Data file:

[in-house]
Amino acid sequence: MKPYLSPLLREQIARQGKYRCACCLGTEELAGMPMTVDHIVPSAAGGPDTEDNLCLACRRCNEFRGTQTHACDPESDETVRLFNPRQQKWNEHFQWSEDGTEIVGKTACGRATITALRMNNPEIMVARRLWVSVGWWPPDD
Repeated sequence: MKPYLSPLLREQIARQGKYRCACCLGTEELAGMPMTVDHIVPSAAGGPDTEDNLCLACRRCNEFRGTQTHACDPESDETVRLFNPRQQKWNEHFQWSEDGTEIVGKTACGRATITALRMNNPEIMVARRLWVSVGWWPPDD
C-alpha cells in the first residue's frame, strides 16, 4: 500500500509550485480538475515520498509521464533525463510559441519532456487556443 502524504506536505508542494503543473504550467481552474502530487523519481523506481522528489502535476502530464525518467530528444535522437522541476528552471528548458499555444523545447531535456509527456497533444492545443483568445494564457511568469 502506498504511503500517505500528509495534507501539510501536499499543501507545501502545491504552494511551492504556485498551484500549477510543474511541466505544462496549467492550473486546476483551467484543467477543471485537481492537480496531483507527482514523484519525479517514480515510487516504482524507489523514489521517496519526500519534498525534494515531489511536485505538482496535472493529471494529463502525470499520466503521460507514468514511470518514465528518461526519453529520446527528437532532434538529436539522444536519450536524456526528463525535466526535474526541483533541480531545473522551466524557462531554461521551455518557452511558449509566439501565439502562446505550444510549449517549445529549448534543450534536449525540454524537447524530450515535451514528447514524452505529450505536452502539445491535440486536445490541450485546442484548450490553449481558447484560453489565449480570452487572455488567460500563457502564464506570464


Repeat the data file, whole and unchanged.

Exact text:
[in-house]
Amino acid sequence: MKPYLSPLLREQIARQGKYRCACCLGTEELAGMPMTVDHIVPSAAGGPDTEDNLCLACRRCNEFRGTQTHACDPESDETVRLFNPRQQKWNEHFQWSEDGTEIVGKTACGRATITALRMNNPEIMVARRLWVSVGWWPPDD
Repeated sequence: MKPYLSPLLREQIARQGKYRCACCLGTEELAGMPMTVDHIVPSAAGGPDTEDNLCLACRRCNEFRGTQTHACDPESDETVRLFNPRQQKWNEHFQWSEDGTEIVGKTACGRATITALRMNNPEIMVARRLWVSVGWWPPDD
C-alpha cells in the first residue's frame, strides 16, 4: 500500500509550485480538475515520498509521464533525463510559441519532456487556443 502524504506536505508542494503543473504550467481552474502530487523519481523506481522528489502535476502530464525518467530528444535522437522541476528552471528548458499555444523545447531535456509527456497533444492545443483568445494564457511568469 502506498504511503500517505500528509495534507501539510501536499499543501507545501502545491504552494511551492504556485498551484500549477510543474511541466505544462496549467492550473486546476483551467484543467477543471485537481492537480496531483507527482514523484519525479517514480515510487516504482524507489523514489521517496519526500519534498525534494515531489511536485505538482496535472493529471494529463502525470499520466503521460507514468514511470518514465528518461526519453529520446527528437532532434538529436539522444536519450536524456526528463525535466526535474526541483533541480531545473522551466524557462531554461521551455518557452511558449509566439501565439502562446505550444510549449517549445529549448534543450534536449525540454524537447524530450515535451514528447514524452505529450505536452502539445491535440486536445490541450485546442484548450490553449481558447484560453489565449480570452487572455488567460500563457502564464506570464